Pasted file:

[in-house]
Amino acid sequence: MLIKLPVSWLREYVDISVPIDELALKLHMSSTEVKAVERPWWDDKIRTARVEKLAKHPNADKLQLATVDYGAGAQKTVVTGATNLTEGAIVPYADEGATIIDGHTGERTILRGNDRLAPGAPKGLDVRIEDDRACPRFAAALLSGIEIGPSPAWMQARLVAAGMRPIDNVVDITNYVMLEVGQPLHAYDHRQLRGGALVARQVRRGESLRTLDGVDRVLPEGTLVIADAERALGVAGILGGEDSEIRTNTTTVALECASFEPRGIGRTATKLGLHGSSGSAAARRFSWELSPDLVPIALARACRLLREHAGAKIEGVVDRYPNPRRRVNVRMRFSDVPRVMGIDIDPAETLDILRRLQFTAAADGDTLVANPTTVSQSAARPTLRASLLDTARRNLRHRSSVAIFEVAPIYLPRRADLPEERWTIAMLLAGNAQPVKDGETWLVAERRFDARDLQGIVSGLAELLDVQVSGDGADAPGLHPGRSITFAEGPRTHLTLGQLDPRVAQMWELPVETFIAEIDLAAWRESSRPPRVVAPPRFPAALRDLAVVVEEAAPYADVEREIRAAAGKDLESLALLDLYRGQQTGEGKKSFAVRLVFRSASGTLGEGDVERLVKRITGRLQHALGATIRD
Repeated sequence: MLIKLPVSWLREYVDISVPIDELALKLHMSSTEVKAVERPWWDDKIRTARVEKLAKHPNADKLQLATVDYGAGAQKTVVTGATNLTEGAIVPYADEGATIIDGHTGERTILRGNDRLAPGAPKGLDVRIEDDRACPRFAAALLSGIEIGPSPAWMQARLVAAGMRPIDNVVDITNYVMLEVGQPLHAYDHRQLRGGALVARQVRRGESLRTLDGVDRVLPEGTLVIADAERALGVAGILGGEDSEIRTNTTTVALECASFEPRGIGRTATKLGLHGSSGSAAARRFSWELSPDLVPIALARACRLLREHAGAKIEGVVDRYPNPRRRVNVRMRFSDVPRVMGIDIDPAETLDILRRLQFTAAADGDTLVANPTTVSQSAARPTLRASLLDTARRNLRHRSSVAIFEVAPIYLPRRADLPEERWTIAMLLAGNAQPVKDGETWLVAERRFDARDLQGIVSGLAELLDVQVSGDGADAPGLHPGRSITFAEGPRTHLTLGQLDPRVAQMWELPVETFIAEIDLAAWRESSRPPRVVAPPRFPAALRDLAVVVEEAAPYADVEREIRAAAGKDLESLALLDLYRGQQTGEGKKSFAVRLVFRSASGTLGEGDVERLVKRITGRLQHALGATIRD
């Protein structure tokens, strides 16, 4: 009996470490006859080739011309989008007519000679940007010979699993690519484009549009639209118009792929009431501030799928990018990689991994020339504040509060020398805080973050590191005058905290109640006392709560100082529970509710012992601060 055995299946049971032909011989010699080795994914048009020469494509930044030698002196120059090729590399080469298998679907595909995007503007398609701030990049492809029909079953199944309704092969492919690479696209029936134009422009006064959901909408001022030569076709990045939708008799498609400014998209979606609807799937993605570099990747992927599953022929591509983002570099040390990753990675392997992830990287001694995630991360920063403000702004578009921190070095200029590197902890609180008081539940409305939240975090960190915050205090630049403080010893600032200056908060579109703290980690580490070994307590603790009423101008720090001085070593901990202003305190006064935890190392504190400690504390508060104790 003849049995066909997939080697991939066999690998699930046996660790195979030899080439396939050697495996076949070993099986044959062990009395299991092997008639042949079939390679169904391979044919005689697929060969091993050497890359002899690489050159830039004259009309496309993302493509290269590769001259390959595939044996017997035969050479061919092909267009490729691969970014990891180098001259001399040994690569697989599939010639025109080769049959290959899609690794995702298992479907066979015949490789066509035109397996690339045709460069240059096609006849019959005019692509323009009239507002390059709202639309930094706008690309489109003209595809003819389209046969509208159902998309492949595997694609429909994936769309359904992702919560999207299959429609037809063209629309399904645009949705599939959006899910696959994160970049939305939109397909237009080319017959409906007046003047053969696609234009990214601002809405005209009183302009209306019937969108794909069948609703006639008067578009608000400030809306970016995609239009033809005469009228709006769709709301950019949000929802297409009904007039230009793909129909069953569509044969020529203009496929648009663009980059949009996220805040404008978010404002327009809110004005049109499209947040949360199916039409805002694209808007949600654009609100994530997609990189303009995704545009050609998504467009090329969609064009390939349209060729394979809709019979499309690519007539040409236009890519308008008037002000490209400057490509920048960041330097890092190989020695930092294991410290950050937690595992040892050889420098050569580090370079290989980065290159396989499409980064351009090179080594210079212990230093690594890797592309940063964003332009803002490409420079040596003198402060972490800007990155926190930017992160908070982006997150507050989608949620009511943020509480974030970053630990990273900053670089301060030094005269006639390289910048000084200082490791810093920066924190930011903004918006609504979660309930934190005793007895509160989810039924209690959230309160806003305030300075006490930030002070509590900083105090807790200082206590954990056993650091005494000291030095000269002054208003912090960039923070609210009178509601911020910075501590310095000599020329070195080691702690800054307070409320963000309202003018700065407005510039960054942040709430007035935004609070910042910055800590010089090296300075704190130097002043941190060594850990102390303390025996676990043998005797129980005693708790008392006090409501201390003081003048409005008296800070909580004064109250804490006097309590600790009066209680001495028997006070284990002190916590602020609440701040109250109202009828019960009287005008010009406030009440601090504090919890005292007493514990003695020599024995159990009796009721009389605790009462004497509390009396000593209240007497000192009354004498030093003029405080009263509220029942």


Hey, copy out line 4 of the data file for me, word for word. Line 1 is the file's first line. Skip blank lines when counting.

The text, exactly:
């Protein structure tokens, strides 16, 4: 009996470490006859080739011309989008007519000679940007010979699993690519484009549009639209118009792929009431501030799928990018990689991994020339504040509060020398805080973050590191005058905290109640006392709560100082529970509710012992601060 055995299946049971032909011989010699080795994914048009020469494509930044030698002196120059090729590399080469298998679907595909995007503007398609701030990049492809029909079953199944309704092969492919690479696209029936134009422009006064959901909408001022030569076709990045939708008799498609400014998209979606609807799937993605570099990747992927599953022929591509983002570099040390990753990675392997992830990287001694995630991360920063403000702004578009921190070095200029590197902890609180008081539940409305939240975090960190915050205090630049403080010893600032200056908060579109703290980690580490070994307590603790009423101008720090001085070593901990202003305190006064935890190392504190400690504390508060104790 003849049995066909997939080697991939066999690998699930046996660790195979030899080439396939050697495996076949070993099986044959062990009395299991092997008639042949079939390679169904391979044919005689697929060969091993050497890359002899690489050159830039004259009309496309993302493509290269590769001259390959595939044996017997035969050479061919092909267009490729691969970014990891180098001259001399040994690569697989599939010639025109080769049959290959899609690794995702298992479907066979015949490789066509035109397996690339045709460069240059096609006849019959005019692509323009009239507002390059709202639309930094706008690309489109003209595809003819389209046969509208159902998309492949595997694609429909994936769309359904992702919560999207299959429609037809063209629309399904645009949705599939959006899910696959994160970049939305939109397909237009080319017959409906007046003047053969696609234009990214601002809405005209009183302009209306019937969108794909069948609703006639008067578009608000400030809306970016995609239009033809005469009228709006769709709301950019949000929802297409009904007039230009793909129909069953569509044969020529203009496929648009663009980059949009996220805040404008978010404002327009809110004005049109499209947040949360199916039409805002694209808007949600654009609100994530997609990189303009995704545009050609998504467009090329969609064009390939349209060729394979809709019979499309690519007539040409236009890519308008008037002000490209400057490509920048960041330097890092190989020695930092294991410290950050937690595992040892050889420098050569580090370079290989980065290159396989499409980064351009090179080594210079212990230093690594890797592309940063964003332009803002490409420079040596003198402060972490800007990155926190930017992160908070982006997150507050989608949620009511943020509480974030970053630990990273900053670089301060030094005269006639390289910048000084200082490791810093920066924190930011903004918006609504979660309930934190005793007895509160989810039924209690959230309160806003305030300075006490930030002070509590900083105090807790200082206590954990056993650091005494000291030095000269002054208003912090960039923070609210009178509601911020910075501590310095000599020329070195080691702690800054307070409320963000309202003018700065407005510039960054942040709430007035935004609070910042910055800590010089090296300075704190130097002043941190060594850990102390303390025996676990043998005797129980005693708790008392006090409501201390003081003048409005008296800070909580004064109250804490006097309590600790009066209680001495028997006070284990002190916590602020609440701040109250109202009828019960009287005008010009406030009440601090504090919890005292007493514990003695020599024995159990009796009721009389605790009462004497509390009396000593209240007497000192009354004498030093003029405080009263509220029942």